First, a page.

DIGITAL Technologies, DIGITAL laws&Digital Mentality?

How to innovate the European audiovisual and media sector?

Evgeniia Totmianina, Sarah Rungo, Leonardo Scarcella, Guillaume Adamo, Nina van der Giessen, Manuel Perez.

European policy developments and audiovisual markets are under siege: GDPR regulation, the Digital Single Market, and Brexit are at stake. Professors Pawels and Loisen suggests, that after too many partially failed attempts some results leading to a Digital Revolution in the Audiovisual Market are needed. Some insight can be won by looking at digital natives and their use of media and maybe more important, their relationship with media.


“Digital Single Market” emerged as part of the EU Horizon 2020 initiative (2014) and actions within this project offer new challenges and opportunities for broadcasters and service providers. Keeping up with new demands and possibilities in the broadcasting sector, such as “re-distribution and spreading of content among peer-to-peer networks or through any form of social networking as part of a shared media experience” (Ibrus & Rohn, 2016), means that new regulations are needed.

The 2016-2017 agenda, in which innovations to the broadcasting sector are proposed (ICT-19-2017 & ICT-20-2017), deal with copyright issues and content sharing opportunities. Interestingly, the focus on the issue of intended as well as unintended online piracy can mostly be related to how millennials use digital media.

Will the digital single market be the long-awaited answer towards a united European audiovisual market?

Sharing is Caring – But Illegal?

In a society in which sharing via social media is not restricted to national borders, a sort of grey area exists.

According to Ibrus and Rohn (2016), “content sharing, even without the consent of intellectual property rights owners, is often viewed in popular discourse as being associated with freedom of speech and the free exchange of knowledge”. If content is easily distributed with only a few clicks and “young sharers of media content are often unaware of the illegality of their actions may be driven by reciprocity”, then regulations have not yet reached their potential.

What (especially younger) consumers, as well as content providers, are looking for are opportunities to offer cross-border solutions that preserve consumers freedom.

Removing Borders Online

The European Commission offered the proposal COM(2016) 289 final in 2016, in which the access to goods and services in the internal market should be expanded (Hilty and Moscon, 2017) are introduced. Here, it is not specifically targeted at geo-blocking, but is it implied as part of the the modernization of the EU copyright rules. This is one step along the way of creating regulations towards a unified broadcasting system. But does renewing copyright issues by loosening geo-blocking offer a border-less digital single market? Are old and seemingly out of touch structured regulations what we really need in the digital era?

Different habits and behaviors of millennial’s regarding the digital space suggest that an old-school approach will not necessarily change the way they use media. Their mentality suggests that in the digital world there are mostly no borders and if they encounter them, they simply find a way around them. Maybe a top down perspective will simply change the flow of an unstoppable river, as they will find other ways to access their preferred content.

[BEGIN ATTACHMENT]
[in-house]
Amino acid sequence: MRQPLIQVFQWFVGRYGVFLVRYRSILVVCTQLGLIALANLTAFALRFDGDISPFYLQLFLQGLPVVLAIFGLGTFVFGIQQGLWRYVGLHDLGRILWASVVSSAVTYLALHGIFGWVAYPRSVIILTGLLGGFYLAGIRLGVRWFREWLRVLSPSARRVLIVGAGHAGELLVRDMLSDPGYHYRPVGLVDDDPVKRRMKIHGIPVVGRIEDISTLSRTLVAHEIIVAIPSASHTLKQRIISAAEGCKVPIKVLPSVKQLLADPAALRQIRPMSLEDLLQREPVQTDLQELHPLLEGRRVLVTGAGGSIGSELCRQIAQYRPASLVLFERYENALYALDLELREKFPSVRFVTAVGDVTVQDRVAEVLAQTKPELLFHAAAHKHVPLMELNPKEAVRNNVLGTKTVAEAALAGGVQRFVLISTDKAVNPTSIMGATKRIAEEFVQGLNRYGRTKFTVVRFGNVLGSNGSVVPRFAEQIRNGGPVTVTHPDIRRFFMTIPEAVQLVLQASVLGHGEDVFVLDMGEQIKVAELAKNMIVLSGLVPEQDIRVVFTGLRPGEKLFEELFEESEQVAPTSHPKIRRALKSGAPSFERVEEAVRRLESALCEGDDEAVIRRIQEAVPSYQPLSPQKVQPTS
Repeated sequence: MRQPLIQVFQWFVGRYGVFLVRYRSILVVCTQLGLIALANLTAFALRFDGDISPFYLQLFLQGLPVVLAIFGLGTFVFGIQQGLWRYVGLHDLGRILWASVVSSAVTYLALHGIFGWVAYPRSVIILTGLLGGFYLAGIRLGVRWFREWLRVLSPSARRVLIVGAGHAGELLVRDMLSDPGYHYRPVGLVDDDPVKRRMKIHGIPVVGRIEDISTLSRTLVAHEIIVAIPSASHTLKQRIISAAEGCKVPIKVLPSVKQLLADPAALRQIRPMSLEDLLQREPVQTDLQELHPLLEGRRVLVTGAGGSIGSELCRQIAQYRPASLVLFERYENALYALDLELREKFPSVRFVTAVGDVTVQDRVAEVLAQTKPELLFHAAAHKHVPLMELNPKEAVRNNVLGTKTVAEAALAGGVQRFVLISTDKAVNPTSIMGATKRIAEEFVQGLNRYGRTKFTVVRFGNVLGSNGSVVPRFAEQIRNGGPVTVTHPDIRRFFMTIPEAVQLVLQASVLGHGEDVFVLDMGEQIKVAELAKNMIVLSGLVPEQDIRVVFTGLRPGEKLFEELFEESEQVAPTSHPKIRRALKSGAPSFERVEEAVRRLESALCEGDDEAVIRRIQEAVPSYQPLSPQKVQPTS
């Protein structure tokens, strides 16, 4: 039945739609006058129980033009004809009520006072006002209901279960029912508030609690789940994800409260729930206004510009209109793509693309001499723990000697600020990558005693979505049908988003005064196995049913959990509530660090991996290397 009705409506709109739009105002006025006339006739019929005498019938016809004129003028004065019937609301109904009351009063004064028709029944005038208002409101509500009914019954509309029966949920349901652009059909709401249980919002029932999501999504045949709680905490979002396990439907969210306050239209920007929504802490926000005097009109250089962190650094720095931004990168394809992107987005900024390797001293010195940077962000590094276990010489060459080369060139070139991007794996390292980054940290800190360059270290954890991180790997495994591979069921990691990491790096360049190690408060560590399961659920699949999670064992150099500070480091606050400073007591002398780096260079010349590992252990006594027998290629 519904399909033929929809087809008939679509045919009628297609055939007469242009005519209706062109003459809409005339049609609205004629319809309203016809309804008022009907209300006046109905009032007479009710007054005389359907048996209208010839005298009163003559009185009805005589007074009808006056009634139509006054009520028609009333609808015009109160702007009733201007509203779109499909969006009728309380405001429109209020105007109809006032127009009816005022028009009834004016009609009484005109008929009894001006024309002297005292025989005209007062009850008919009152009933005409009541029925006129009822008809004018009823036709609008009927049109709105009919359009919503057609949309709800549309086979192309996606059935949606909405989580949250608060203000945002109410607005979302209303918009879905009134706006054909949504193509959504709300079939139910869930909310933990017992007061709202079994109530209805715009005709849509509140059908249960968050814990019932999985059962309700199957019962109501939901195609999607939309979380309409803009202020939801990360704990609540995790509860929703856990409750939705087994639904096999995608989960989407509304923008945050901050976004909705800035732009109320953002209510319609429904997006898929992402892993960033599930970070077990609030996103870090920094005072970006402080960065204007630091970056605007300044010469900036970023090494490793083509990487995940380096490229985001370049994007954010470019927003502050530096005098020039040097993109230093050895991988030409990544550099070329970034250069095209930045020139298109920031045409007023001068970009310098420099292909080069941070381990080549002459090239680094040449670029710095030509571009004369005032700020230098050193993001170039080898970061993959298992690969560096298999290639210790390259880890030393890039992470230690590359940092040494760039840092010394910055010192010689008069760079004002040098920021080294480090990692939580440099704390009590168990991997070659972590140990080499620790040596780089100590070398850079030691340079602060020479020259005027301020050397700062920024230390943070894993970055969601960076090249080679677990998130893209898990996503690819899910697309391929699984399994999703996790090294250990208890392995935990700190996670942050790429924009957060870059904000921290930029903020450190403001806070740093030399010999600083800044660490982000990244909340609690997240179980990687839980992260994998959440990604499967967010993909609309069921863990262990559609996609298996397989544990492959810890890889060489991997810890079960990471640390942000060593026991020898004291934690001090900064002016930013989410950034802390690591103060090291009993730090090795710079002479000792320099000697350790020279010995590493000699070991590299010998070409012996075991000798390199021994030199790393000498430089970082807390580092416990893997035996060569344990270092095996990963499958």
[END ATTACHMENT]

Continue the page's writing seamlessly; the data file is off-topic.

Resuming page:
Maybe a complete new concept of policy-making should be taken into consideration. Digital technologies and, maybe even more important, the mentality that is growing after them  have the potential to drastically change the way we do things.

For example, a great way to use this potential is by creating platforms where top-down topics related to policies will be implemented by bottom-up suggestions and discussions from citizens and viewers. This way producers and policy makers will have direct feedback and will be able to innovate in a more user-oriented perspective. Even more important this will lead to users feeling included and benefiting from either policies themselves or policy-making.


Maybe it is time for the established policy-making sector to try a bottom-up, more citizen-oriented approach made possible by technologies and, maybe even more important, by mentality. After failed attempts of the past, this might finally offer a digital single market regulation that will set the way to an audiovisual market innovation that caters to users as well as providers.

It is TIME to go DIGITAL, not only in technology but also in MENTALITY.



Ibrus, I., & Rohn, U. (2016). Sharing killed the AVMSD star: the impossibility of European audiovisual media regulation in the era of the sharing economy. Journal on Internet Regulation, 5(2). doi:10.14763/2016.2.419

Hilty, R. M., & Moscon, V. (2017). Modernisation of the EU Copyright Rules – Position Statement of the Max Planck Institute for Innovation and Competition (Report No. 17-12). Retrieved from DOI 10.17617/2.2470998

Pauwels, C.,& Loisen, J.,(2016). Leading by Example? European union Implementation of cultural Diversity in Internal and External Audiovisual Policies, Javnost-The Public, 23:2,153-169,DOI.10.1080/13183222.2016.1162980.

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